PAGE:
There was also an in­di­ca­tion of an im­por­tant class shift. Football had been a game pre­dom­i­nantly played by ama­teur mid­dle-class peo­ple, who had the leisure for it. Grad­u­ally, with the pop­u­lar­ity of the game, there was suf­fi­cient money in it from mass ticket sales for north­ern clubs to be able to pay their play­ers. The ‘gentle­man south­ern­ers’ were still ama­teur though they dom­i­nated the Football As­so­ci­a­tion league. This year Black­burn Rovers be­came the first north­ern club to reach the FA Cup Fi­nal. They were beaten 1- 0 at The Oval by the Old Eto­ni­ans, but that was the last time an ama­teur team would win the tro­phy.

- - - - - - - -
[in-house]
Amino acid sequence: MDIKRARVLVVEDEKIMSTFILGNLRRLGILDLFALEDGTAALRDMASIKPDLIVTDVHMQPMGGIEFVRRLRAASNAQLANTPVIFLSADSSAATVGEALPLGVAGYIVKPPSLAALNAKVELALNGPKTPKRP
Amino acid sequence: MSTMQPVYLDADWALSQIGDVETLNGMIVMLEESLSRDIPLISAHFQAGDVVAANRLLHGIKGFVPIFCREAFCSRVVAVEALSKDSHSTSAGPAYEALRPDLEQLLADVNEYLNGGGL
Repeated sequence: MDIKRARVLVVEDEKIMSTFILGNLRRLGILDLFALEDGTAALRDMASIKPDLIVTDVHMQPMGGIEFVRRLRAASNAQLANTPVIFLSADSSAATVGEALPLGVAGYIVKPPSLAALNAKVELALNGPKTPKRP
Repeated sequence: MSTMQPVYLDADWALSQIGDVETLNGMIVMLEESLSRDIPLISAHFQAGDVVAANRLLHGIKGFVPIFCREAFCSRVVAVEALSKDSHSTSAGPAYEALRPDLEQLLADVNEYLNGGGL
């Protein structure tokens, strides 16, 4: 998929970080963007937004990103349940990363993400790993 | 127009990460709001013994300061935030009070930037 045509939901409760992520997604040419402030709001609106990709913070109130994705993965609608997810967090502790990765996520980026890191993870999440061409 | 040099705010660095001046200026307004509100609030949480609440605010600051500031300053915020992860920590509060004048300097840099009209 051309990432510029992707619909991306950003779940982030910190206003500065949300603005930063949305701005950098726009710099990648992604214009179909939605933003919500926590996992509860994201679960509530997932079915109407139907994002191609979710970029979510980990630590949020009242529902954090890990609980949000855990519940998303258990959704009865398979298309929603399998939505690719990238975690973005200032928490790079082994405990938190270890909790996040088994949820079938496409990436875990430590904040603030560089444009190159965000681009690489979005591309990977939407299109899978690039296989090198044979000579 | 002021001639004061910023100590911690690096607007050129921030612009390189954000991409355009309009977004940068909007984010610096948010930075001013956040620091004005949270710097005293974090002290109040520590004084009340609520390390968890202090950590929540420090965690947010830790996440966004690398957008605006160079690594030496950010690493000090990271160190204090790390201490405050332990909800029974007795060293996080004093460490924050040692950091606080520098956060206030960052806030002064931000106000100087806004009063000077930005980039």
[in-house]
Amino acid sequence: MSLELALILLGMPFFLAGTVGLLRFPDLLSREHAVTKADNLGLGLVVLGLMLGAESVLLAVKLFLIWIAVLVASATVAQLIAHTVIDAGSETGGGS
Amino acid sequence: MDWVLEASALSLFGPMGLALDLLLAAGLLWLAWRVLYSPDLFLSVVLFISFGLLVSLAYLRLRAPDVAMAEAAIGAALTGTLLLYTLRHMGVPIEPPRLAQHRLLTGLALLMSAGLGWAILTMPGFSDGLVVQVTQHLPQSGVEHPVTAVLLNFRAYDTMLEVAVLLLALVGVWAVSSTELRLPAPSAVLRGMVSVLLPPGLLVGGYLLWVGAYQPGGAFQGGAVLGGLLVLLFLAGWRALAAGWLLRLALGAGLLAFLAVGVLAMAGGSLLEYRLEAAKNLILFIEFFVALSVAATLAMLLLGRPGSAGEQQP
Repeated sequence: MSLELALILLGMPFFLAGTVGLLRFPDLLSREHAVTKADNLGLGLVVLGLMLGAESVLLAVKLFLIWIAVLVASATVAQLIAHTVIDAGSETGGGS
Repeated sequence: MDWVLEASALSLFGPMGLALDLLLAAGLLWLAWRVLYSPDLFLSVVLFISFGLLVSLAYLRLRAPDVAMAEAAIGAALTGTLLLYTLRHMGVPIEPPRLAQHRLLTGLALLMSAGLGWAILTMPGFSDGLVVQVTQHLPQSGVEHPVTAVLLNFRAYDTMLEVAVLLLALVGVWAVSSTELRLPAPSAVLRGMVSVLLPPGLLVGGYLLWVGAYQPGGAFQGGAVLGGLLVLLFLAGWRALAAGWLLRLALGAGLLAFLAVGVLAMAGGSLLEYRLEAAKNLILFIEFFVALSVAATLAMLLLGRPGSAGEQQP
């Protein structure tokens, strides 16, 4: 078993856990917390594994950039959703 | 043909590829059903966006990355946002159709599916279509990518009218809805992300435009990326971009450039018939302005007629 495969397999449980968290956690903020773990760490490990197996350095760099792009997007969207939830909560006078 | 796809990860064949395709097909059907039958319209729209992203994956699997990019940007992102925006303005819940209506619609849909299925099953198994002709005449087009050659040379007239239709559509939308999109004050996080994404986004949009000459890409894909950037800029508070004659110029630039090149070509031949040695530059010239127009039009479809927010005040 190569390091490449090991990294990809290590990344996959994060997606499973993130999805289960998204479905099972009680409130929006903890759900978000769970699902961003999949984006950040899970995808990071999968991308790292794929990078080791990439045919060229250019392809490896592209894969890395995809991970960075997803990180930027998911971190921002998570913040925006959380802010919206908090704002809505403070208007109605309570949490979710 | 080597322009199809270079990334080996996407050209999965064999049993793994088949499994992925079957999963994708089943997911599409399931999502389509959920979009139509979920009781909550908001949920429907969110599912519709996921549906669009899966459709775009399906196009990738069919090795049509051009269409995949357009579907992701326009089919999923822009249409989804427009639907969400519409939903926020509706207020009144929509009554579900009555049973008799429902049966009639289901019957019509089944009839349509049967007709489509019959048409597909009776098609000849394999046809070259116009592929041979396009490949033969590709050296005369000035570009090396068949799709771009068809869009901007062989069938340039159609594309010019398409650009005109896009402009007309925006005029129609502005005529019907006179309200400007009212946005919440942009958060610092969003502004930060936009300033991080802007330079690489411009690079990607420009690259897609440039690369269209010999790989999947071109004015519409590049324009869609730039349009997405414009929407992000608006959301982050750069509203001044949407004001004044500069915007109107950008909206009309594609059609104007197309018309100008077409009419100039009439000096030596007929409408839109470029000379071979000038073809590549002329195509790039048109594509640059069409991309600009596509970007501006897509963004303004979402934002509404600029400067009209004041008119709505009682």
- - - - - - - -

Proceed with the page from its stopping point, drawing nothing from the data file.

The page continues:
Comic cre­ations

In this year a new stream of light en­ter­tain­ment came from the pen of Thomas An­stey Guthrie, a 26-year-old bar­ris­ter writ­ing as FE An­stey. He was

pon­der­ing the aw­ful­ness of the school he had at­tended with a cane-wield­ing head­mas­ter who would beat boys for any rea­son and for none at all when he came up with the plot of Vice Versa or A Les­son to Fa­thers.

This novel starts with Dick Bul­ti­tude, a school­boy, telling his busi­ness­man fa­ther that he does not want to re­turn to board­ing school beat­ings. Mr Bul­ti­tude thinks all this is non­sense, school days are the best days of one’s life, and he wishes he were go­ing in­stead of Paul.